Prisma Health announces artificial intelligence partnership
By Liv Osby
Prisma Health on Tuesday announced a 10-year partnership with Siemens Healthineers to use artificial intelligence to help physicians better diagnose their patients and devise treatment plans.
The partnership means employing the latest technology across all Prisma sites, said CEO Mark O’Halla.
“The whole goal of this relationship is leveraging technology and our relationships with each other to significantly improve access … by improving productivity and throughput,” he said. “We are leveraging all the artificial intelligence expertise that Siemens is bringing to the table and teaming up with clinicians.”
The idea is that clinicians will make more informed decisions, ultimately allowing for faster and more precise diagnoses and treatment plans, he said.
The arrangement, whose financial details were not disclosed, will focus on next generation medical technology, said Dave Pacitti, president and head of the Americas for Siemens Healthineers, the parent company for several medical technology companies.
The initiative calls for new imaging systems, such as MRI and CT scanners, across the health care system, as well as new robotic technology to be used in interventional procedures, he said. While it can be used to place stents in cardiac patients now, it’s hoped it can be used in neurology eventually, such as for stroke procedures, he said.
So if someone has been sent for a chest X-ray or CT to look for pneumonia, artificial intelligence now looks for other things, for example a nodule, he said.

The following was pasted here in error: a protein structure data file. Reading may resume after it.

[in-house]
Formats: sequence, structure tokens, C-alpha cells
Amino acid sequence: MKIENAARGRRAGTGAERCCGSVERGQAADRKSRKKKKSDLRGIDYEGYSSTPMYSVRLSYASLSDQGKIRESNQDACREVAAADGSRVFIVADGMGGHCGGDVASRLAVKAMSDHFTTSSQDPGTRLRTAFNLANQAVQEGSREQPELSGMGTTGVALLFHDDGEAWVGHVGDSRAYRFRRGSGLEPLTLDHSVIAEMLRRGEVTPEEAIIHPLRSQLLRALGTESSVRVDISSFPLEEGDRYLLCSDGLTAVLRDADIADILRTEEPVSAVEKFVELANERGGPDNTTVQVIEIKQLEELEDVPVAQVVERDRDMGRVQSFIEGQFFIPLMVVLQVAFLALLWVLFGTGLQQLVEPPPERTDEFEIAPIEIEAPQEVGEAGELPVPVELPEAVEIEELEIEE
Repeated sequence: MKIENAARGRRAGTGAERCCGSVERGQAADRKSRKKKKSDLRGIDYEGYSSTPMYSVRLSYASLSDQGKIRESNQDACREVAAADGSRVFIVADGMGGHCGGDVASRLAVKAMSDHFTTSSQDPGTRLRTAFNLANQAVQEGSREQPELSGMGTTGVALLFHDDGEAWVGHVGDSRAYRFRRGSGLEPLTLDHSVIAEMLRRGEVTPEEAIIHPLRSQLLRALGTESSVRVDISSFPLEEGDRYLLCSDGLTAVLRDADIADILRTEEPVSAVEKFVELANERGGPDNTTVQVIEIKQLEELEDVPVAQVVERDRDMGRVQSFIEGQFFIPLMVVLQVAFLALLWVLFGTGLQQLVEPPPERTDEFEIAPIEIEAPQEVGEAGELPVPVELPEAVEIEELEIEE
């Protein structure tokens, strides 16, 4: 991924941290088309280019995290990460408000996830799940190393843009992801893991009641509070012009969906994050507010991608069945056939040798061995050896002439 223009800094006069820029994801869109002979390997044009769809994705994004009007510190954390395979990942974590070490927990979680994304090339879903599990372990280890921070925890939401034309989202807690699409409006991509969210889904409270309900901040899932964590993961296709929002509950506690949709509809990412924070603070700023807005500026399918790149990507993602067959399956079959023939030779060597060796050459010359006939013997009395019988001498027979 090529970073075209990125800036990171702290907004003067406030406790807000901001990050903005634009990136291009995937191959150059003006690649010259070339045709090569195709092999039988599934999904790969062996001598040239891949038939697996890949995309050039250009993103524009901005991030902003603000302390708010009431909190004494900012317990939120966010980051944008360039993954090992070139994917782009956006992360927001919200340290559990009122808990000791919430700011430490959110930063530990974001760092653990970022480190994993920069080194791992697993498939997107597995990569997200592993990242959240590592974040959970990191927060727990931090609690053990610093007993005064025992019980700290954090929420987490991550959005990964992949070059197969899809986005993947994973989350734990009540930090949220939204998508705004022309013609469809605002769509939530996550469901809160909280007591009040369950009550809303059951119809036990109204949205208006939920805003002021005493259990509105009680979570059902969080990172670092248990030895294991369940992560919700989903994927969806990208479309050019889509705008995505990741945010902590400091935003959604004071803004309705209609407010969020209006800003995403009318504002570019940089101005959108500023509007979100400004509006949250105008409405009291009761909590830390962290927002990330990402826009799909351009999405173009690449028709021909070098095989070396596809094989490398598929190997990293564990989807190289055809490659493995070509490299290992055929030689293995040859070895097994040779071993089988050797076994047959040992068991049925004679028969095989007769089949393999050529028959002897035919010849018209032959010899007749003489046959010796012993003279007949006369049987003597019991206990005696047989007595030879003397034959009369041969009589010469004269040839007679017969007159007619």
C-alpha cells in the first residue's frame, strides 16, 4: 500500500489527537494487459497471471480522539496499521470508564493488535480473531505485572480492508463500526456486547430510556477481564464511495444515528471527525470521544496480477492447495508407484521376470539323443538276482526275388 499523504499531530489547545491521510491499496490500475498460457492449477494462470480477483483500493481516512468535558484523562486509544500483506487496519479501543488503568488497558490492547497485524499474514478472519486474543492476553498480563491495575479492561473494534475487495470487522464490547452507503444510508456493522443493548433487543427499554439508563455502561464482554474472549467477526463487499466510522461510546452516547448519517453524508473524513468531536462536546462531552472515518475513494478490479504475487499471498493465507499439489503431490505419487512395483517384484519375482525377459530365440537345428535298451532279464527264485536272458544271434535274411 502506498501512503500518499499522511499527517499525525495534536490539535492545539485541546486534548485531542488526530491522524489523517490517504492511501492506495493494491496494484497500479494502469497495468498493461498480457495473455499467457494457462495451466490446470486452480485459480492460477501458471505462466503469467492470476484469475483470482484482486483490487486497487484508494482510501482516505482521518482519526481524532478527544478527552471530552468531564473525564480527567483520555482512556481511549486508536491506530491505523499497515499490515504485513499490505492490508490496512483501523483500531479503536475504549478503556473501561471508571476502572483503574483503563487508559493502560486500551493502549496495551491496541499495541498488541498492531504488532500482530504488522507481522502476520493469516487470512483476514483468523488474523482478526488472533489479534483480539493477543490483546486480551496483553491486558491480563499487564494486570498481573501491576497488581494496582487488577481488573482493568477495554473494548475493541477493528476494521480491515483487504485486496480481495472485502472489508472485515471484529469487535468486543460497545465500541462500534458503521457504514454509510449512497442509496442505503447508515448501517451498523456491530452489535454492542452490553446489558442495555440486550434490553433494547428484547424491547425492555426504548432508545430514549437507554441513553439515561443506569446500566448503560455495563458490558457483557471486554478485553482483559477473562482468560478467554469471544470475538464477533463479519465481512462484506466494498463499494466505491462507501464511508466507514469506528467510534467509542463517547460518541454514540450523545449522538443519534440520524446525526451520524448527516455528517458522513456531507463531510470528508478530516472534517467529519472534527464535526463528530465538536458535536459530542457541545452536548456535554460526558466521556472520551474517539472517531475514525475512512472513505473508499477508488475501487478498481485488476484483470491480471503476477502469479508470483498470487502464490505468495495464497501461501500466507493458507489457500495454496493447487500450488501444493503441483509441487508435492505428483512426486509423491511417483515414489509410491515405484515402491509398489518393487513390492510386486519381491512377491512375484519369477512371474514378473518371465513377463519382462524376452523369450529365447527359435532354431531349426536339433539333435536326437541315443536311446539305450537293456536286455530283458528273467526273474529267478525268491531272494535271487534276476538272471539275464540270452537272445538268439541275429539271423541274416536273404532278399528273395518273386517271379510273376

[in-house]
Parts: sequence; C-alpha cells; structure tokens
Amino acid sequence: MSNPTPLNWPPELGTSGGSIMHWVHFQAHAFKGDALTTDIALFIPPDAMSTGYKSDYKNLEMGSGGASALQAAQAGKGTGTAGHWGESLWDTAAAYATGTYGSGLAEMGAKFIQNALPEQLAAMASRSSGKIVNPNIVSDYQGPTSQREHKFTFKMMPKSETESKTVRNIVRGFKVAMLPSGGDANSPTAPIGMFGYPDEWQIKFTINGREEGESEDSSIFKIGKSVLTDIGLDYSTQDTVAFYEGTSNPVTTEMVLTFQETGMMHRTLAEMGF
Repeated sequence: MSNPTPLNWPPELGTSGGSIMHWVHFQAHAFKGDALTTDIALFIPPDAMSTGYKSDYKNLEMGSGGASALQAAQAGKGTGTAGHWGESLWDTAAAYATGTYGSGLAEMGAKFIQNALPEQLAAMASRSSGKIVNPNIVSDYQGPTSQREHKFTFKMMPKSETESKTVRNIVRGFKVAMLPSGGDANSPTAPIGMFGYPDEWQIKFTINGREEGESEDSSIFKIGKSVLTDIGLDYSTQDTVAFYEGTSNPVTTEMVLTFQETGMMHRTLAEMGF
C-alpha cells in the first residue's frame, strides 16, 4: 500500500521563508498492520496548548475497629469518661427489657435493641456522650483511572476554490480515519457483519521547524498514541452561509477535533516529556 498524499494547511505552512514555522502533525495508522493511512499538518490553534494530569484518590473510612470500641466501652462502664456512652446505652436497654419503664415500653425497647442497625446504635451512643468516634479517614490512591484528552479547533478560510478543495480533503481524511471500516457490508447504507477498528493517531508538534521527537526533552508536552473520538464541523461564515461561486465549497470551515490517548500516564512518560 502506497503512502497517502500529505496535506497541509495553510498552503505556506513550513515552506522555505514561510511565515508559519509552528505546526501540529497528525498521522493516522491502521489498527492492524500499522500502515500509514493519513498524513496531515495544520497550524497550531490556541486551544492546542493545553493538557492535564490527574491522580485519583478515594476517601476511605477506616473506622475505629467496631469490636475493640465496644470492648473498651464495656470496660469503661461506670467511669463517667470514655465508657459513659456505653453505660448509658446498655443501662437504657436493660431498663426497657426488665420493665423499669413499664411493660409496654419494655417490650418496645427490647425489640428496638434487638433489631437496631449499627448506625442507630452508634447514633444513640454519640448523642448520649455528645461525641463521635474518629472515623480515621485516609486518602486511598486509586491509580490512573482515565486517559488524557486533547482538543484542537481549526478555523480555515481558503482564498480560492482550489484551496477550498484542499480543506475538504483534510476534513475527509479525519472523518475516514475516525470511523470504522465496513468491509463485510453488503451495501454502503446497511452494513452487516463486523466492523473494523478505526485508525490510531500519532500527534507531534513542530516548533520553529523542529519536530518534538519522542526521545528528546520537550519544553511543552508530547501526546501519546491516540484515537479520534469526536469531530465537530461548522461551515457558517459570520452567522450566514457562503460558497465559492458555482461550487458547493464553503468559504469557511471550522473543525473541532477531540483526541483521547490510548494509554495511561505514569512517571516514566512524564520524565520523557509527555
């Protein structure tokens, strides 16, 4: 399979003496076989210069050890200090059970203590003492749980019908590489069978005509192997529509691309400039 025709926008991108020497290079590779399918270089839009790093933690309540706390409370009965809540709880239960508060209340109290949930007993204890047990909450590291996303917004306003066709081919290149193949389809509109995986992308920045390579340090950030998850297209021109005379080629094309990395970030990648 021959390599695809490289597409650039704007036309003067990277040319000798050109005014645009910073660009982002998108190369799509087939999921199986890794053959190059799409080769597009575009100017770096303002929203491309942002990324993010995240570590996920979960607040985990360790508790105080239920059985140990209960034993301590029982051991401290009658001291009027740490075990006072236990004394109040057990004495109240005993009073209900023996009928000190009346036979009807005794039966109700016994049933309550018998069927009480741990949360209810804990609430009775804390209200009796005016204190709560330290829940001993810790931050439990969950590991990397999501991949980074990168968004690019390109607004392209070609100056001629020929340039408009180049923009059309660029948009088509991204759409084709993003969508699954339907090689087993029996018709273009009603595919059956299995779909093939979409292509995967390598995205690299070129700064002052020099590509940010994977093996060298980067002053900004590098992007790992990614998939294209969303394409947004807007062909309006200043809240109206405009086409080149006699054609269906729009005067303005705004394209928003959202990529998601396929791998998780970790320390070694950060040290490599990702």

“We are trying to make the entire Prisma system more efficient, and improve the overall patient experience,” he said. “This will help clinicians with the decision-making process, speed it up, and make sure they’re improving outcomes.”
Some of the artificial intelligence (AI) will be embedded in the machines as software while other AI will be developed in partnership with Prisma, Pacitti said.
While the equipment is new, its purchase is planned over time, he said. Meanwhile, reducing repeat scans through autocorrecting for things like a sneeze during an MRI will take costs out of the system, he said.
The arrangement also calls for training and education of the workforce, he said.
Siemens will also have health economists on site to study new technologies to see if they’re affordable to help reduce health care costs, he said.
The arrangement calls for development of an Intelligence Insights Center to study software to see if it brings value, and to serve as an incubator for development of new artificial intelligence algorithms, he said.
“Working together brings breakthrough opportunities to enhance clinical care through the latest medical technology, streamlining our processes, and bringing new advances in disease prevention, early diagnosis and treatment,” O’Halla said.